When I was younger I pretty much always used straight monofilament on my rods. When I started getting into the more expensive fluoro and braided line I started to hear a lot about using backing on your reels.
I don’t use backing all the time but there are definitely times and places where you kind of need to. We’ll be diving into everything you need to know about fishing line backing and when you should be using it.
What Is Fishing Line Backing
Fishing line backing is what you put on your reel before your main fishing line. The two main benefits of using backing are that it will save money and will prevent braided line from slipping on the spool.
As you might know, certain brands of fluorocarbon or braid are quite a bit more expensive than your standard monofilament. It’s probably not a big deal if you don’t fish a lot, but if you’re using your rod multiple times per week, the costs can add up.
Let’s say you fill your spool with braid. You use a certain amount of line, you cut off the old stuff, the amount of line on your reel decreases, and so does your performance. You really only need to put on as much line as you’ll use.
I like to put as much backing on my reels as possible. If I’m casting, I might only use 50 yards of line. What’s the point in having 200 yards of expensive braid?
It’ll save you some money and will make sure your reel is always full and performing well. I don’t know about you, but I kind of like that idea.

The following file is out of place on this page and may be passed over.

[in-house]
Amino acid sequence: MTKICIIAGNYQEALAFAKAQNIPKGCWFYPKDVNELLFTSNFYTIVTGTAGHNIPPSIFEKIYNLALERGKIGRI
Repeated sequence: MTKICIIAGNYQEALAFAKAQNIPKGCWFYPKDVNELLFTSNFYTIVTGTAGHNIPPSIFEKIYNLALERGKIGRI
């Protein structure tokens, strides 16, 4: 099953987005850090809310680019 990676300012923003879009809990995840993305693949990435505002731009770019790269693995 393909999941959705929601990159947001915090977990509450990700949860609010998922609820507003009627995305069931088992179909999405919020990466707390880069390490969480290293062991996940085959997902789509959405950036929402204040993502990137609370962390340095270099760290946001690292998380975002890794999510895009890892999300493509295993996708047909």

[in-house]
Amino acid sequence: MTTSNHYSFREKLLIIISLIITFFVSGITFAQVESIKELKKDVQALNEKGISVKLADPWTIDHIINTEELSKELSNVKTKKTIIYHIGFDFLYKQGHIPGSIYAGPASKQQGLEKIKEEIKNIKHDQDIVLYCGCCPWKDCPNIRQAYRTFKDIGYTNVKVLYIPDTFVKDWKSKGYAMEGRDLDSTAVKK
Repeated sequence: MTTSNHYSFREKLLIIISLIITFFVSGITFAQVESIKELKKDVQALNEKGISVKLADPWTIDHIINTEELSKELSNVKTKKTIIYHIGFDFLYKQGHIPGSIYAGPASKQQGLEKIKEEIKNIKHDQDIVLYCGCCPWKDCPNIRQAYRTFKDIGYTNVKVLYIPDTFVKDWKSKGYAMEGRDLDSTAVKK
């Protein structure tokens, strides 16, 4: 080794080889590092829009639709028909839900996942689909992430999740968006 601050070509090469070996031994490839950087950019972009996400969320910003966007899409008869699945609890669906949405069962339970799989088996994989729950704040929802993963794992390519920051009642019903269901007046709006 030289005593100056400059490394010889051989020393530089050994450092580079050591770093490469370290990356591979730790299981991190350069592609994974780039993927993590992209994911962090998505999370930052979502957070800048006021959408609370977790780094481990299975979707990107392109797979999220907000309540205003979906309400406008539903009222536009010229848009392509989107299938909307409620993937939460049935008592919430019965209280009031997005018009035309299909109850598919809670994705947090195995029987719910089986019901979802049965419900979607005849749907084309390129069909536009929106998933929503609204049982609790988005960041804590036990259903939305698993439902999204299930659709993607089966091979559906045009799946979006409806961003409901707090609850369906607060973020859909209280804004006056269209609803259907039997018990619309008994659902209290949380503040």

If you’ll be using braided line, you absolutely must use backing. I’m sure you’ve tried tying knots with braid, it’s not always that easy and you need to use certain knots to prevent slippage.
Guess what, it’ll also slip on the spool. If that happens, your line might not come in when you reel. It also might seem like your drag isn’t working. Both are not ideal if you hook into a monster.
Backing line grips the spool so much better. Tie the backing line directly to the spool, put on as much as you need, tie your main line to it, and be on your way.
What Type Of Line To Use For Backing
The majority of anglers prefer using a cheaper monofilament as their backing line. The line weight will depend on what type of fish you’re after, but as a general rule, using 8-14 lb backing is ideal for most freshwater fishing.
Obviously, the first thing you need to do is figure out what type of fishing you’ll be doing. Going for small rainbow? Using 14 lb backing is extreme. On the other hand, if you’re targeting king salmon, you probably want something stronger than 14 lbs.
Probably about 95% of the time, you’ll never use your backing. That’s why you can use a cheaper line and that’s why the line weight isn’t super important.